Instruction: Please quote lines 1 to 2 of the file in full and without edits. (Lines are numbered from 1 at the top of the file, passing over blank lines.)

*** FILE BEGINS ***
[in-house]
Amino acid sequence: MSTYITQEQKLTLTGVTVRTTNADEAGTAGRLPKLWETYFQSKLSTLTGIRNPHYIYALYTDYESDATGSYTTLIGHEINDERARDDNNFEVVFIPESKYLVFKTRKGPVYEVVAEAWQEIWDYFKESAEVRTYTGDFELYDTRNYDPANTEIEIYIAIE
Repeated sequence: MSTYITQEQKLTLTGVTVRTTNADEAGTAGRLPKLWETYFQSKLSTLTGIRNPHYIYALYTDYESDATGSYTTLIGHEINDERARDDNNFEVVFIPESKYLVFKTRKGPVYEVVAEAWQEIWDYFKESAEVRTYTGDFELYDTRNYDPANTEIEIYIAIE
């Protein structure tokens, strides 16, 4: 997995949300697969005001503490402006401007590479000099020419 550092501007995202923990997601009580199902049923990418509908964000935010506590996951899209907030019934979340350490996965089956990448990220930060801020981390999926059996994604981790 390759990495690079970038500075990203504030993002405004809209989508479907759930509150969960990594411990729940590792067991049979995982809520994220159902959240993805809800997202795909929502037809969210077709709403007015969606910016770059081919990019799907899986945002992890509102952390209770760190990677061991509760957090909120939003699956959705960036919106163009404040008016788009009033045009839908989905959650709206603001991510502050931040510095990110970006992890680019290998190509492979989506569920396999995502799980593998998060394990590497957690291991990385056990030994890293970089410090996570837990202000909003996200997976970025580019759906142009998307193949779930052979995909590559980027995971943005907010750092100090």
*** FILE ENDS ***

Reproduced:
[in-house]
Amino acid sequence: MSTYITQEQKLTLTGVTVRTTNADEAGTAGRLPKLWETYFQSKLSTLTGIRNPHYIYALYTDYESDATGSYTTLIGHEINDERARDDNNFEVVFIPESKYLVFKTRKGPVYEVVAEAWQEIWDYFKESAEVRTYTGDFELYDTRNYDPANTEIEIYIAIE